“Then, it happened!  While the midwife looked on, the baby  changed form to a creature with hooves, a horse’s head, bat wings and a forked tail.”

Ralph scoffed, “Me thinks you speak with forked tongue, Derek.”

Derek ignored Ralph, “The creature growled and screamed in fury.  It lashed out and killed the midwife before flying up the chimney, circling the village twice, and heading toward the pines.”

Scotty gasped as his eyes tried to pierce the darkness encircling the circle ~ they were surrounded by pines.

Brad whispered, “What happened then?”

“In 1740, a clergy exorcised the demon for 100 years and it wasn’t seen again until 1890.”

Karl said, “I remember what happened next.”

Wikipedia ~ Lightning (in Public Domain)

Ralph scoffed, louder than before, “Nothing happened.  It’s just a story designed to . . .”

Lightning flashed.  A loud crack of thunder pierced the night.

A pine tree slammed to the ground close enough to cause the ground to shake under their feet.

Campers shifted positions, huddling closer to the fire.

Hank glared at Ralph, “Shut up, you moron.  The Jersey Devil hates it when people refuse to believe in him.  Just last year . . . “

OK.  Your turn. 

Pull up a log and join Campfire Tales.  Feel free to jump into the thread of the story more than once.  Have FUN!

When We Are Gone October 30, 2012

Posted by nrhatch in Poetry, Spirit & Ego, Synchronicity & Mystery.
Tags: , , , , , ,
48 comments

IMGP3393bWhen we are gone
do we care
about all we left behind?

Do we worry
or wonder
about our claimed legacy?

Do our daydreams
dissipate
into twilight memories?

Or do they linger behind?

When we are gone
are our cares
fast forgotten and erased?

Or do we take
one last look
over pale ghostly shoulders?

When we are gone
does time stop
for us, dead in its tracks?

Or do we linger longer?

Related posts:  Spring Grove Cemetery (Christine M. Grote) * The Undertaker Always Calls On Halloween (Andra) * Dust to Dust (Colonialist) * Do Dogs See Ghosts? (Kate Shrewsday)

Ghost Tale From The Charleston Jail October 17, 2012

Posted by nrhatch in Blogs & Blogging, Bulletin Board, Writing & Writers.
Tags: , , , , ,
12 comments

IMGP4171Just in time for All Hallow’s Eve, Andra Watkins, The Accidental Cootchie Mama,  has transformed her tale of torture set in the Old Charleston Jail for submission to America’s Next Author competition.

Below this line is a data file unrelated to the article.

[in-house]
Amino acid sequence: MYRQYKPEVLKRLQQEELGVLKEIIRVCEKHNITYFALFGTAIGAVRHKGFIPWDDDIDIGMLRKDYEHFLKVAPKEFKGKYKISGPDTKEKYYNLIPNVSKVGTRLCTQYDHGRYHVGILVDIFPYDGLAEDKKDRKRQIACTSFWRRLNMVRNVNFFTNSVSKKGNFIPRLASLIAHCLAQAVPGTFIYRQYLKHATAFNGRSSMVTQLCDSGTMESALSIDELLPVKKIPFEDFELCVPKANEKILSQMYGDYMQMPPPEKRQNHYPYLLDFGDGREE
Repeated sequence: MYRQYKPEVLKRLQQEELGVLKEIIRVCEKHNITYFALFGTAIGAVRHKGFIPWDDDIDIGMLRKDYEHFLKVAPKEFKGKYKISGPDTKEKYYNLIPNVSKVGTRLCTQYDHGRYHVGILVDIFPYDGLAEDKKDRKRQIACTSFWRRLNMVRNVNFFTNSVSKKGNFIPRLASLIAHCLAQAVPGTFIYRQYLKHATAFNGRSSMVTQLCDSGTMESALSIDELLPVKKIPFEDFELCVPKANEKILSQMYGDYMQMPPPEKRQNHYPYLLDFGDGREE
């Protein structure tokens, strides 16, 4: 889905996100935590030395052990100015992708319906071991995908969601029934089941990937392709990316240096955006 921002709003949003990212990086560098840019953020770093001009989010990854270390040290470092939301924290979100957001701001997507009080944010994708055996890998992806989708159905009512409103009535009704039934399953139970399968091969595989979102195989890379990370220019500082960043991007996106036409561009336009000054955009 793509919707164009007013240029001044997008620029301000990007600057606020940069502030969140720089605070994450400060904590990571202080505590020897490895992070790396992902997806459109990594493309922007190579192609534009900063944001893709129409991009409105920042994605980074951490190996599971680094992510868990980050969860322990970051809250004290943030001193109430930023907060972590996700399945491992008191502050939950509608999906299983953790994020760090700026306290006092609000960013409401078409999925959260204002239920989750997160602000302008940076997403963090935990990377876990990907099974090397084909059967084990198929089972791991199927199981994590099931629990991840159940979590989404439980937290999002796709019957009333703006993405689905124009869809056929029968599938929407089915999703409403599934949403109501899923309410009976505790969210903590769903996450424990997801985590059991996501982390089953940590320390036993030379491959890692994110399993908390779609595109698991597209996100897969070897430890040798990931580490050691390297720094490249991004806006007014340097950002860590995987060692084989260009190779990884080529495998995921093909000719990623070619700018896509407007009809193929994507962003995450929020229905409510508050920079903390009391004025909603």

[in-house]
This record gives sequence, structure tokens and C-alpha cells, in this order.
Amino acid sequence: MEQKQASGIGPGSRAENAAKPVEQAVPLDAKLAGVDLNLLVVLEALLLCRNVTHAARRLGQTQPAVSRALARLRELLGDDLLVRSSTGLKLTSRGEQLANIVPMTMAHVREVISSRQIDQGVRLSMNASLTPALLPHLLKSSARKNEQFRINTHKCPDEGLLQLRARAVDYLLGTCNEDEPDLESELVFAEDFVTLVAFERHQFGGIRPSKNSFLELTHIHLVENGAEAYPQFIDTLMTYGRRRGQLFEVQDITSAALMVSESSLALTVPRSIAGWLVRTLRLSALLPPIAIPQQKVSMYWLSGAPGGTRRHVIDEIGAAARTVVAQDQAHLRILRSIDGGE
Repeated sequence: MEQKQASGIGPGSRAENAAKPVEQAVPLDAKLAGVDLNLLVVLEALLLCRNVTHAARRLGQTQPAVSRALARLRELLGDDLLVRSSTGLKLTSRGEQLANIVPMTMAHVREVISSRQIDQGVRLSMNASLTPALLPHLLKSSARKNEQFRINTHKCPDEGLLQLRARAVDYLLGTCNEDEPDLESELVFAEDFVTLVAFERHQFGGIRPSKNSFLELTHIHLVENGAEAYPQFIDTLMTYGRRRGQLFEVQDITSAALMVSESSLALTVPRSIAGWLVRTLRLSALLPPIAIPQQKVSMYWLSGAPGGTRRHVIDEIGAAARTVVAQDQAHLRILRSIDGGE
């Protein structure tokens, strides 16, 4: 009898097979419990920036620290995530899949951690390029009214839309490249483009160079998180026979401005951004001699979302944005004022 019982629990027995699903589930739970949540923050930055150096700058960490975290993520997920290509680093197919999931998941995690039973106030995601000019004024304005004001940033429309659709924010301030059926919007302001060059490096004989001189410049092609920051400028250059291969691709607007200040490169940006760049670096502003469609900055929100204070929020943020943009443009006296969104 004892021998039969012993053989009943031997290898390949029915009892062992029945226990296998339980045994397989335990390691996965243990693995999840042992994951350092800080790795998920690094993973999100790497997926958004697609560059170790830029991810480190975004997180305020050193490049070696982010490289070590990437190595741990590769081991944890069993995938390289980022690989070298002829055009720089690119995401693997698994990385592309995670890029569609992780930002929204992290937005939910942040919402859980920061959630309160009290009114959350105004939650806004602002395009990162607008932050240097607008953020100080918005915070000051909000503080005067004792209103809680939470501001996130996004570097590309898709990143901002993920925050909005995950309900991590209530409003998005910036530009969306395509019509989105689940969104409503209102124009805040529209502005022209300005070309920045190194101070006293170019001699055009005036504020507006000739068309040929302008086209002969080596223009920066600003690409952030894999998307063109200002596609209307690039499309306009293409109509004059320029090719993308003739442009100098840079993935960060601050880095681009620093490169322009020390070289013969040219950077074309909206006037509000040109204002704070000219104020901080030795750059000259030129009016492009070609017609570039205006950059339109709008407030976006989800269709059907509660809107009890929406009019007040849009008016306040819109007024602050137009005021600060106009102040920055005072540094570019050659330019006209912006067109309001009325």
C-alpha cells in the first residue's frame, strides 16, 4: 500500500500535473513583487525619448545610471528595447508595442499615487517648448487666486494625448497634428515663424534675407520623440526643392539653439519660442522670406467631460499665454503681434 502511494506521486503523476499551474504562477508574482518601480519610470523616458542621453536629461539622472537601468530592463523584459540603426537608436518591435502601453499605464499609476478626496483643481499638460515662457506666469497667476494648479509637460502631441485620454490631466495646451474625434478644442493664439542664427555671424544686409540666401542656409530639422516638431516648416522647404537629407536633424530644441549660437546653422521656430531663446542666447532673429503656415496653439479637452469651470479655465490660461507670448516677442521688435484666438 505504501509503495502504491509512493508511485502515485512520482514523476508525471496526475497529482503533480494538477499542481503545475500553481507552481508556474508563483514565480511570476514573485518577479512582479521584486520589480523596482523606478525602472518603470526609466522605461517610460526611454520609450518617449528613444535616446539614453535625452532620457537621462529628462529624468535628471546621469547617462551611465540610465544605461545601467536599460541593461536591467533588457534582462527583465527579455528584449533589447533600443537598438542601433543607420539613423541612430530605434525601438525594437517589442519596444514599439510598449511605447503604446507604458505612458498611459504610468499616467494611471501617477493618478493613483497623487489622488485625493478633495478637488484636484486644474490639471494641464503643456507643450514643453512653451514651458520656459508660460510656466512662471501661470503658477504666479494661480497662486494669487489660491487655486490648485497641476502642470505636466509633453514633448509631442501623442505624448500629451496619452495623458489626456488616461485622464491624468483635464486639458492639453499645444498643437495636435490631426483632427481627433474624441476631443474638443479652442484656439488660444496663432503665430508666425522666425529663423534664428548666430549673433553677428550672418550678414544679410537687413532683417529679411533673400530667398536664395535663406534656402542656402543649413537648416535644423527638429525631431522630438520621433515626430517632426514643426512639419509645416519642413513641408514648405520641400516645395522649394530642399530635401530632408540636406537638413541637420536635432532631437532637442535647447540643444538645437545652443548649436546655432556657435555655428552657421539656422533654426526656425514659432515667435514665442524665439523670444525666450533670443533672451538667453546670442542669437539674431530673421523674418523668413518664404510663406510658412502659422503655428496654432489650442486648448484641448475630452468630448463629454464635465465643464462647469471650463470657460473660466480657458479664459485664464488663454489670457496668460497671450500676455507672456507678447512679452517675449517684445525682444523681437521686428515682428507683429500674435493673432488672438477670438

To read, review, and rate Andra’s haunting tale, visit:  The Chair.

Love it?  Tweet it!

Andra is putting some airline miles on the line for the person who tweets, shares and otherwise talks up this story the most.

She and MTM are hosting a party for Lou Mello on January 11, 2013.

Andra plans to redeem some airline miles to bring a reader to Charleston for the party.

Just think . . .

Cats-eyesIf you win, you’ll have a chance to visit the Old Charleston Jail in person.

Tell the ghosts that Andra sent ya!

For details, click:  A Vote You Won’t Regret.

Aah . . . that’s better!

Building A Mystery June 21, 2010

Posted by nrhatch in Music & Dance, Writing & Writers.
Tags: , , , , , , , ,
7 comments

Rik’s post, A Musical Note: Tim Buckley ~ Sweet Surrender, transported me from cyber post to cyber point. 

After reading Rik’s wise words, I watched Tim Buckley sing Sweet Surrender on YouTube . . . which reminded me how much I enjoy listening to Sarah sing her version of Sweet Surrender . . . which made me pause to watch Sarah tickle the ivories on Angel . . .

Which led me around to Sarah singing Building A Mystery with its talk of vampires, voodoo dolls, ghosts in the halls, sandals in the snow, know-it-all grins, smiles that won’t wash away, and looking out the window without our shadows getting in the way: 

You come out at night
That’s when the energy comes
And the dark side’s light
And the vampires roam
You strut your rasta wear
And your suicide poem
And a cross from a faith that died
Before Jesus came
You’re building a mystery

Here’s Sarah singing Building A Mystery ~ something most of us do, day by day, as we live our lives:

In uncertainty lies all possibility . . .